Developer Two Trees has donated a 5,000 square foot space to avant-garde arts group ISSUE Project Room, creating a permanent home for the city’s experimental arts community in Downtown Brooklyn.
ISSUE is now the legal deed owner of a venue on the ground floor of 110 Livingston Street. In 2008, the nonprofit arts group landed a 20-year, rent-free lease on the space as part of a city deal for the conversion of the former Board of Education headquarters into apartments. Two Trees, which develops and manages commercial and residential real estate across the city, purchased the 96-year-old building from the city for more than $45 million in 2003, property records show.
But the cultural incubator’s space, which includes a cavernous room that resembles an ornate dance hall, was never intended as a performance center, and over the years has required costly retrofits. Zev Greenfield, the executive director and chief curator of ISSUE, says the security of having an enduring home is a “momentous milestone” for the group’s long-term financial health.
“It really solidifies the ground on which we stand, literally and figuratively,” said Greenfield. “We’ve been nomadic throughout our history, and so to know that we have a permanent home for experimental artists to develop their projects—it just cannot be overstated how important that is for the community.”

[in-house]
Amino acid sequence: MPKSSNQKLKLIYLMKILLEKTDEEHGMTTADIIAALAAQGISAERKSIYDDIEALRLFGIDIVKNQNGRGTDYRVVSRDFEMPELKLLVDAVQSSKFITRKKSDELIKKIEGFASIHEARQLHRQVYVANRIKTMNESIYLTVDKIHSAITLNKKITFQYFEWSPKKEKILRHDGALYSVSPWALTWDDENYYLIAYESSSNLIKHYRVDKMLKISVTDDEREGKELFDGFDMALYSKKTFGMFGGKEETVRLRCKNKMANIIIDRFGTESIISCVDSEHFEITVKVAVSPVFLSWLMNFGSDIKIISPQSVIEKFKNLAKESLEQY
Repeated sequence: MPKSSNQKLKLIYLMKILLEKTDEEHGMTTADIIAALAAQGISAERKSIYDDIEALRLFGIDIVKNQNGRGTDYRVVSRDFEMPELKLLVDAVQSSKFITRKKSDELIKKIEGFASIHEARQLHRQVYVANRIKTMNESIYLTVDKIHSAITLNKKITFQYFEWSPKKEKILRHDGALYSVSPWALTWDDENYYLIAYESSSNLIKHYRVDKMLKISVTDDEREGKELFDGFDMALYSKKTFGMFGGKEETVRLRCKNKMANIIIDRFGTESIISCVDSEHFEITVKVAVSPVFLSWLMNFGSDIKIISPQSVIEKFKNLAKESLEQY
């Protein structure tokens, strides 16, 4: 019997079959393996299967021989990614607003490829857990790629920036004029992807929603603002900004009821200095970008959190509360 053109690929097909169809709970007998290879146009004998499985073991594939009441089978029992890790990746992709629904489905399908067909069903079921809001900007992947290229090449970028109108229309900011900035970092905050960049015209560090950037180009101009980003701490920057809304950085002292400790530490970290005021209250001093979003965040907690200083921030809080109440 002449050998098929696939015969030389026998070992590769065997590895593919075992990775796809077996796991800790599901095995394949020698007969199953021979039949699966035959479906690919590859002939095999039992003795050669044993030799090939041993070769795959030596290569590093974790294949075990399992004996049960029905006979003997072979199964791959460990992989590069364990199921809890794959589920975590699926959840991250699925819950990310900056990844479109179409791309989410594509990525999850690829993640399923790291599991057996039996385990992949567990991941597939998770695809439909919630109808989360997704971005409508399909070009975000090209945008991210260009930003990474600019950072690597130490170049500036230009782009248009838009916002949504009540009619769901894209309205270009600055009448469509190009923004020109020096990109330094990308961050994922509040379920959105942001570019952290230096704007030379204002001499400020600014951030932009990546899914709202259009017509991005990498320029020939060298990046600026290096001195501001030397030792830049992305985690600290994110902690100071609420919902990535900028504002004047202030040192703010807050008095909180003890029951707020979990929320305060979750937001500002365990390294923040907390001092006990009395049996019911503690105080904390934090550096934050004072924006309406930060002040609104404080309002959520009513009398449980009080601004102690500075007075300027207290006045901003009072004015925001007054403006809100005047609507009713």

ISSUE was founded in the East Village in 2003 and bounced around Brooklyn until it landed at 110 Livingston Street. The goal is for the venue to become a state-of-the-art hub for experimental dance, music, theater, film and literary readings.
That will be realized through a city-led renovation using $9 million in capital allocations from the Department of Cultural Affairs, the Office of the Brooklyn Borough President and the City Council. The Department of Design and Construction, which is spearheading the effort, has not publicly released a timeline for the project.
Talks about donating the space began last year, and was in part inspired by the fiscal blow the city’s performing artists have suffered due to the pandemic, says Kate Gavriel, the cultural affairs director at Two Trees Management.
“We believe it's a part of our responsibility to contribute to neighborhoods, to make them places where people live, work and thrive,” she said. “And a huge part of that is supporting artists and cultural organizations.”